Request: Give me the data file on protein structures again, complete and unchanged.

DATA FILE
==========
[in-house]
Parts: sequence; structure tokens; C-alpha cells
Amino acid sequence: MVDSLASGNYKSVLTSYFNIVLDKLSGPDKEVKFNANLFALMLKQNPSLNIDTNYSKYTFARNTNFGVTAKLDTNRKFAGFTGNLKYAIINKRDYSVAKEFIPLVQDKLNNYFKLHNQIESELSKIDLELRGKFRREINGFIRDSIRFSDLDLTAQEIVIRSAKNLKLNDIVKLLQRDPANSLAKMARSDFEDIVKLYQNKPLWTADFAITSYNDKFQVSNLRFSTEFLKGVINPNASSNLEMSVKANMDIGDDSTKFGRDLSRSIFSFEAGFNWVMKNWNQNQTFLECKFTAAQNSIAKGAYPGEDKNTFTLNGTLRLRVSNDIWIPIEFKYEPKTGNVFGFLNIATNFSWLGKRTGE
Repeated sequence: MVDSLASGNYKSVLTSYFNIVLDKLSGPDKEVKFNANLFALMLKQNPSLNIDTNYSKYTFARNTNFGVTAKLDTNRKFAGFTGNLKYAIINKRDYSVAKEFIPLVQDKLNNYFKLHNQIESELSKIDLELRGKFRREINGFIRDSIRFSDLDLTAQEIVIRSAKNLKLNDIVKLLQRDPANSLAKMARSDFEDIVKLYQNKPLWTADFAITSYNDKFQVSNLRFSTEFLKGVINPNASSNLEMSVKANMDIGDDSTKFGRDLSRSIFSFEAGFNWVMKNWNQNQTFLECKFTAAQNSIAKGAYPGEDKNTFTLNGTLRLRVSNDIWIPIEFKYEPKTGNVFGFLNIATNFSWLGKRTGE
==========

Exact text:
[in-house]
Parts: sequence; structure tokens; C-alpha cells
Amino acid sequence: MVDSLASGNYKSVLTSYFNIVLDKLSGPDKEVKFNANLFALMLKQNPSLNIDTNYSKYTFARNTNFGVTAKLDTNRKFAGFTGNLKYAIINKRDYSVAKEFIPLVQDKLNNYFKLHNQIESELSKIDLELRGKFRREINGFIRDSIRFSDLDLTAQEIVIRSAKNLKLNDIVKLLQRDPANSLAKMARSDFEDIVKLYQNKPLWTADFAITSYNDKFQVSNLRFSTEFLKGVINPNASSNLEMSVKANMDIGDDSTKFGRDLSRSIFSFEAGFNWVMKNWNQNQTFLECKFTAAQNSIAKGAYPGEDKNTFTLNGTLRLRVSNDIWIPIEFKYEPKTGNVFGFLNIATNFSWLGKRTGE
Repeated sequence: MVDSLASGNYKSVLTSYFNIVLDKLSGPDKEVKFNANLFALMLKQNPSLNIDTNYSKYTFARNTNFGVTAKLDTNRKFAGFTGNLKYAIINKRDYSVAKEFIPLVQDKLNNYFKLHNQIESELSKIDLELRGKFRREINGFIRDSIRFSDLDLTAQEIVIRSAKNLKLNDIVKLLQRDPANSLAKMARSDFEDIVKLYQNKPLWTADFAITSYNDKFQVSNLRFSTEFLKGVINPNASSNLEMSVKANMDIGDDSTKFGRDLSRSIFSFEAGFNWVMKNWNQNQTFLECKFTAAQNSIAKGAYPGEDKNTFTLNGTLRLRVSNDIWIPIEFKYEPKTGNVFGFLNIATNFSWLGKRTGE